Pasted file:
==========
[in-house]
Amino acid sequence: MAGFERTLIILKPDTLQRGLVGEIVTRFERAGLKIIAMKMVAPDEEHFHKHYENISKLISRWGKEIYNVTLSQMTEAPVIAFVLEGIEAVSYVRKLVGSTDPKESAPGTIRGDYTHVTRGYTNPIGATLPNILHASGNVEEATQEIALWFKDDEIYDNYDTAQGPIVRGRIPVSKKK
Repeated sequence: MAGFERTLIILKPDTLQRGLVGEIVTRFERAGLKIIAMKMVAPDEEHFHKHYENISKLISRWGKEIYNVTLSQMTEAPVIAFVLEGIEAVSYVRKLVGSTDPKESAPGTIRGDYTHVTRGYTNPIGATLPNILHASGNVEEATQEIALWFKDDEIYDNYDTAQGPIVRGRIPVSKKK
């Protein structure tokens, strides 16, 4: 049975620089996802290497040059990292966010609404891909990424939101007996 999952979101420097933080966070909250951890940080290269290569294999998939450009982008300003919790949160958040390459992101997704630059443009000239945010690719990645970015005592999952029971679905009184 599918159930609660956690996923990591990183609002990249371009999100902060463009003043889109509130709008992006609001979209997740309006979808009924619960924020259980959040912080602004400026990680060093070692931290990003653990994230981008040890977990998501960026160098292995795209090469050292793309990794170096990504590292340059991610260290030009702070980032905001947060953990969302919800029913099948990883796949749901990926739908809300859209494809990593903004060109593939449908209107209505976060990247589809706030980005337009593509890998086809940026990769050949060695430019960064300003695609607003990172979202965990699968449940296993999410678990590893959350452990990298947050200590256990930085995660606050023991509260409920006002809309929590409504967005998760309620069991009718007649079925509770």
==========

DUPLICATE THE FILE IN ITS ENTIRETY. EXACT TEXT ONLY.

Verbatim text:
[in-house]
Amino acid sequence: MAGFERTLIILKPDTLQRGLVGEIVTRFERAGLKIIAMKMVAPDEEHFHKHYENISKLISRWGKEIYNVTLSQMTEAPVIAFVLEGIEAVSYVRKLVGSTDPKESAPGTIRGDYTHVTRGYTNPIGATLPNILHASGNVEEATQEIALWFKDDEIYDNYDTAQGPIVRGRIPVSKKK
Repeated sequence: MAGFERTLIILKPDTLQRGLVGEIVTRFERAGLKIIAMKMVAPDEEHFHKHYENISKLISRWGKEIYNVTLSQMTEAPVIAFVLEGIEAVSYVRKLVGSTDPKESAPGTIRGDYTHVTRGYTNPIGATLPNILHASGNVEEATQEIALWFKDDEIYDNYDTAQGPIVRGRIPVSKKK
């Protein structure tokens, strides 16, 4: 049975620089996802290497040059990292966010609404891909990424939101007996 999952979101420097933080966070909250951890940080290269290569294999998939450009982008300003919790949160958040390459992101997704630059443009000239945010690719990645970015005592999952029971679905009184 599918159930609660956690996923990591990183609002990249371009999100902060463009003043889109509130709008992006609001979209997740309006979808009924619960924020259980959040912080602004400026990680060093070692931290990003653990994230981008040890977990998501960026160098292995795209090469050292793309990794170096990504590292340059991610260290030009702070980032905001947060953990969302919800029913099948990883796949749901990926739908809300859209494809990593903004060109593939449908209107209505976060990247589809706030980005337009593509890998086809940026990769050949060695430019960064300003695609607003990172979202965990699968449940296993999410678990590893959350452990990298947050200590256990930085995660606050023991509260409920006002809309929590409504967005998760309620069991009718007649079925509770």